the jury a reasonable doubt as to the presence of the defendant at the place where the crime was alleged to have been committed and at the time referred to in the information; nor did the fact that the court gave a general instruction to the effect that the jury must believe beyond a reasonable doubt that the defendant com. mitted the crime before they could convict him, relieve the failure to give said instruction from prejudice.
APPEAL from a judgment of the Superior Court of Riverside County, and from an order denying a new trial. Charles Munroe, Judge presiding.
The facts are stated in the opinion of the court.
Ford & Nelson, for Appellant.
U. S. Webb, Attorney-General, and Robert M. Clarke, Deputy Attorney-General, for Respondent.
JAMES, J.-Defendant was charged with the crime of assault with a deadly weapon with intent to murder. He was found guilty as charged, and has taken an appeal from a judgment of imprisonment, as well as from an order denying his motion for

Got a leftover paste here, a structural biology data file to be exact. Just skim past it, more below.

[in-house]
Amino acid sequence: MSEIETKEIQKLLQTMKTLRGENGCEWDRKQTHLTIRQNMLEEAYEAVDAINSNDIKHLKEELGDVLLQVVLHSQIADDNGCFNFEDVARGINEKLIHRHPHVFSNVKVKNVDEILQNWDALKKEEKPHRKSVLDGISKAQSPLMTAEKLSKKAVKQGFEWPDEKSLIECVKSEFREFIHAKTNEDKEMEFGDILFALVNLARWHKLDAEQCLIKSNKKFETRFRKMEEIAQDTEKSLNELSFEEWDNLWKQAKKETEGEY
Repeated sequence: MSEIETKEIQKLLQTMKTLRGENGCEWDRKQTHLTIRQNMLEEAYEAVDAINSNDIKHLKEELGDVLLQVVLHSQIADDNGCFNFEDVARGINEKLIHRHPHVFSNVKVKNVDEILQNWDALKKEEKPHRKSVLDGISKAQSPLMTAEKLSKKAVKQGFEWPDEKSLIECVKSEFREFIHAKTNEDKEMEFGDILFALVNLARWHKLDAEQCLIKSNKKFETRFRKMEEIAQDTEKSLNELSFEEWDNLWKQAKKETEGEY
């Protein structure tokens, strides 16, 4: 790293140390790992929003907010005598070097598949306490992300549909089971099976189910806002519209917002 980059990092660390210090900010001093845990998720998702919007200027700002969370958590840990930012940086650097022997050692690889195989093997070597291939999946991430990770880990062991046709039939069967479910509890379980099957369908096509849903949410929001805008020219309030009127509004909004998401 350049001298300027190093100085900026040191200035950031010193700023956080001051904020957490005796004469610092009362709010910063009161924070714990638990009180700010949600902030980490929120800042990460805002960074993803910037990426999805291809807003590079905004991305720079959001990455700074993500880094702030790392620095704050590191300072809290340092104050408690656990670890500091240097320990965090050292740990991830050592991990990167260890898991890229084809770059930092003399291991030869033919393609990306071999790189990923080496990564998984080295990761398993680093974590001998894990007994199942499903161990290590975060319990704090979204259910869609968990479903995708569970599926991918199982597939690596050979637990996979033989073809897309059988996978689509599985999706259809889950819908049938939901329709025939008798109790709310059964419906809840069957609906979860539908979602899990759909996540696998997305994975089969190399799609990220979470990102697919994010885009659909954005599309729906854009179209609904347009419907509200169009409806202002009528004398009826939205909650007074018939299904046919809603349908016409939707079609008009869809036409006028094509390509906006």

new trial. The complaining witness gave testimony identifying the defendant as being the man who entered her house in the night-time and who struck her with a gun after she had attempted to shoot him. It appeared that the man with whom the encounter was had entered the house of the prosecutrix with burglarious intent. The prosecuting witness positively identified defendant as being the perpetrator of the crime; she testified that there was some light in the house-perhaps a lantern—but she was not sure about that. The defendant denied that he was the person who had assaulted the prosecutrix, and introduced his wife and another witness who gave testimony in corroboration of his claim that he was not at the house of the prosecutrix on the night charged, but was at another place some distance away. In view of the testimony offered for the purpose of establishing an alibi, the defendant asked the court to give an instruction by which the jury was to be informed that in making the proof of an alibi the defendant was not obliged to establish that defense by a preponderance of evidence or beyond a reasonable doubt, but that it was sufficient to entitle him to a verdict of not